It's always fun to predict how the 2018-19 Premier League season will go. OK, maybe it's a bit premature ... but here's our "way too early" table.
1. Manchester City
City are simply too far ahead of the rest for anyone to launch a serious challenge next season, although their 19-point winning margin from 2017-18 will be halved. Pep Guardiola will freshen things up with a couple of tweaks, particularly up front in midfield, while Vincent Kompany's entreaty to his teammates to maintain their level of desire will be well heeded.
Their Champions League final defeat was a bitter pill to swallow, but Liverpool are on an upward trajectory at the moment. It will not be enough to bother City as the season goes on, but Jurgen Klopp will surely add depth to key positions -- a quality backup to the likes of Mohamed Salah in attack is an obvious need.
Question marks over Tottenham's capacity to compete with the financial millstone of their new stadium hanging over them were reduced slightly by Mauricio Pochettino's signing of a five-year contract. It suggests he has heard the right things from Daniel Levy and Spurs. So buoyed by their homecoming and with added squad depth, Spurs will sit comfortably in the Champions League positions once again.
4. Manchester United
United and Jose Mourinho have enough quality to see off most opponents, but any progress they made in his first two seasons risks grinding to a halt now. While their rivals play fresh, exciting football, the positive feeling around United's approach is minimal. This will see them slide two places, perhaps paving the way for a change in the dugout next summer.
It will be a transitional season for Arsenal under Unai Emery and one of slight improvement, although they will miss out on the Champions League places again. Emery will instill an organisation and diligence that the Gunners had been missing, and he will hope fans and the board hold their nerve. Though a return to Europe's top table is not on the cards just yet.
It feels like a crossroads for Chelsea, whose method of hiring and firing every couple of years will surely stop bearing fruit one day. Assuming Antonio Conte departs, there will be a huge task for his successor to reshape the squad, and not much time. The Stamford Bridge club could receive a huge reality check.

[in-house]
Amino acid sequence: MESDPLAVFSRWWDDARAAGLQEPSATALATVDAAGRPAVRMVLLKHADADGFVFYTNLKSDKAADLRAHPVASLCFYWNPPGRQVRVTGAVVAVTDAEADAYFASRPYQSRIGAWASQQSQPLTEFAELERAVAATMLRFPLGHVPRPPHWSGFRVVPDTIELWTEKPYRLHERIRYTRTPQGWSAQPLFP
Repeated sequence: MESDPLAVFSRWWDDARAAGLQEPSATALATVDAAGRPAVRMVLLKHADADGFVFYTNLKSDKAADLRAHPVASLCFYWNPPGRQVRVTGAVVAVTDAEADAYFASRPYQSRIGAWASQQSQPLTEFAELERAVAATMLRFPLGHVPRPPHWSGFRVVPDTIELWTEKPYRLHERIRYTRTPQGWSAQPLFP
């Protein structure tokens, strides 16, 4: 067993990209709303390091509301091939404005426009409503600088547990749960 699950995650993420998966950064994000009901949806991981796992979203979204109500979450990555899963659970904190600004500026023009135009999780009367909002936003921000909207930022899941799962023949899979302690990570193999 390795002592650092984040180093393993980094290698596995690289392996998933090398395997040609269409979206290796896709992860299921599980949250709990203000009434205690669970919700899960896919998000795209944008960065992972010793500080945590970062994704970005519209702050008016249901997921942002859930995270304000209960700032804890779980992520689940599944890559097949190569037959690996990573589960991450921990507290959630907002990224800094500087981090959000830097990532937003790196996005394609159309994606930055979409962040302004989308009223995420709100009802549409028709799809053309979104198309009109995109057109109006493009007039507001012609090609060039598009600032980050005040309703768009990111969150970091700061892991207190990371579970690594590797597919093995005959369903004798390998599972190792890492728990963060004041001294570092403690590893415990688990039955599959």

If Rafa Benitez remains in charge at St James's Park next season, presumably he will have been promised the kind of resources he requires to push Newcastle up a level. Given two or three quality signings, there is no reason why, in a league that lacks an obvious challenger to the established order, he cannot nestle them in beneath the leading pack. As Benitez showed last season with a middling squad, there are few better managers around.
8. Crystal Palace
Palace's turnaround under Roy Hodgson in 2017-18 was stunning, and in a Premier League that lacks the kind of calm, considered heads the veteran manager brings, they are a good bet to thrive next time around. That might change if Wilfried Zaha leaves the club where he is so clearly at home, and there is always the riddle of Christian Benteke's toils up front to solve, but Palace look set to be just fine.
Dyche: Improving a club takes more than results
Sean Dyche looks back on his time in charge of Burnley, and reveals how he expects the club to continue moving forward.
Fulham play the kind of football most Premier League clubs beyond the top six have given up trying. They will take anyone on, and that approach will pay dividends with a top-half finish and plenty of acclaim for Slavisa Jokanovic's free-flowing side. Keeping Aleksandar Mitrovic, seemingly unwanted at Newcastle and prolific at Craven Cottage, could be the key.